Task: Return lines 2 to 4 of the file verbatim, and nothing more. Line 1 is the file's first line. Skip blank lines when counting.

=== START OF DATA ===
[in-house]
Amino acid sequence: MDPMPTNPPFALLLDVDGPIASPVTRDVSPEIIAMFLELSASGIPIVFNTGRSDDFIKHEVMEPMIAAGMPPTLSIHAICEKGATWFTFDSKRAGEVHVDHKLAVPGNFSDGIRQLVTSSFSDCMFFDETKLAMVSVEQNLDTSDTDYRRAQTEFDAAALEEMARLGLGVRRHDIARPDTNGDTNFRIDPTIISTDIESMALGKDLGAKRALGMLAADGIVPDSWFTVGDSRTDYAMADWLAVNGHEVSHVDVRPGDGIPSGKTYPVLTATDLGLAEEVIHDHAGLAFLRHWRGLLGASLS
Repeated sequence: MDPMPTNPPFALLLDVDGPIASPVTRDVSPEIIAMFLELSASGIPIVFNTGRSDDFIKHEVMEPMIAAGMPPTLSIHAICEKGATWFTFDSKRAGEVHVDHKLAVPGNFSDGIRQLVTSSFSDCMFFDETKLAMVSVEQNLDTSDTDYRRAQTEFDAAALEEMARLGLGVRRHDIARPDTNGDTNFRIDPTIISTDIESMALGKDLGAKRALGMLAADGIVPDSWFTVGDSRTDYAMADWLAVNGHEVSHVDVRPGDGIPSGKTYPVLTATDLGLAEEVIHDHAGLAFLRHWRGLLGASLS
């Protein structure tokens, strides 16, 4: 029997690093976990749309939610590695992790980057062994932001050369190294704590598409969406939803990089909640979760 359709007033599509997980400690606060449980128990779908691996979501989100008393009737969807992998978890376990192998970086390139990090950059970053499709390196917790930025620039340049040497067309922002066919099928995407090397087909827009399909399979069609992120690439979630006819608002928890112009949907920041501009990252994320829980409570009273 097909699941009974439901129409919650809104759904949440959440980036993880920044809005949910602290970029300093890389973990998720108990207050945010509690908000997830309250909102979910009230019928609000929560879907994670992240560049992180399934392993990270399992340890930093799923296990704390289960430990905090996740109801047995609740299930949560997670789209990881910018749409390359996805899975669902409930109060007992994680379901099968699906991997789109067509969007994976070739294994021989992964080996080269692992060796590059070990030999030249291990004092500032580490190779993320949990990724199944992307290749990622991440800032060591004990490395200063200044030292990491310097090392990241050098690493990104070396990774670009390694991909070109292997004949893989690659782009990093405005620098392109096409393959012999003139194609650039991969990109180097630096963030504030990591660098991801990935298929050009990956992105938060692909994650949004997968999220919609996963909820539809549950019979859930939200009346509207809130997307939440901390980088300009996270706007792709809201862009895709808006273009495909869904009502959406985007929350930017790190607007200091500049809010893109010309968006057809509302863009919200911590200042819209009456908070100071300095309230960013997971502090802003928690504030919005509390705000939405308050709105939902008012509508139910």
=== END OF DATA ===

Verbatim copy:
Amino acid sequence: MDPMPTNPPFALLLDVDGPIASPVTRDVSPEIIAMFLELSASGIPIVFNTGRSDDFIKHEVMEPMIAAGMPPTLSIHAICEKGATWFTFDSKRAGEVHVDHKLAVPGNFSDGIRQLVTSSFSDCMFFDETKLAMVSVEQNLDTSDTDYRRAQTEFDAAALEEMARLGLGVRRHDIARPDTNGDTNFRIDPTIISTDIESMALGKDLGAKRALGMLAADGIVPDSWFTVGDSRTDYAMADWLAVNGHEVSHVDVRPGDGIPSGKTYPVLTATDLGLAEEVIHDHAGLAFLRHWRGLLGASLS
Repeated sequence: MDPMPTNPPFALLLDVDGPIASPVTRDVSPEIIAMFLELSASGIPIVFNTGRSDDFIKHEVMEPMIAAGMPPTLSIHAICEKGATWFTFDSKRAGEVHVDHKLAVPGNFSDGIRQLVTSSFSDCMFFDETKLAMVSVEQNLDTSDTDYRRAQTEFDAAALEEMARLGLGVRRHDIARPDTNGDTNFRIDPTIISTDIESMALGKDLGAKRALGMLAADGIVPDSWFTVGDSRTDYAMADWLAVNGHEVSHVDVRPGDGIPSGKTYPVLTATDLGLAEEVIHDHAGLAFLRHWRGLLGASLS
């Protein structure tokens, strides 16, 4: 029997690093976990749309939610590695992790980057062994932001050369190294704590598409969406939803990089909640979760 359709007033599509997980400690606060449980128990779908691996979501989100008393009737969807992998978890376990192998970086390139990090950059970053499709390196917790930025620039340049040497067309922002066919099928995407090397087909827009399909399979069609992120690439979630006819608002928890112009949907920041501009990252994320829980409570009273 097909699941009974439901129409919650809104759904949440959440980036993880920044809005949910602290970029300093890389973990998720108990207050945010509690908000997830309250909102979910009230019928609000929560879907994670992240560049992180399934392993990270399992340890930093799923296990704390289960430990905090996740109801047995609740299930949560997670789209990881910018749409390359996805899975669902409930109060007992994680379901099968699906991997789109067509969007994976070739294994021989992964080996080269692992060796590059070990030999030249291990004092500032580490190779993320949990990724199944992307290749990622991440800032060591004990490395200063200044030292990491310097090392990241050098690493990104070396990774670009390694991909070109292997004949893989690659782009990093405005620098392109096409393959012999003139194609650039991969990109180097630096963030504030990591660098991801990935298929050009990956992105938060692909994650949004997968999220919609996963909820539809549950019979859930939200009346509207809130997307939440901390980088300009996270706007792709809201862009895709808006273009495909869904009502959406985007929350930017790190607007200091500049809010893109010309968006057809509302863009919200911590200042819209009456908070100071300095309230960013997971502090802003928690504030919005509390705000939405308050709105939902008012509508139910």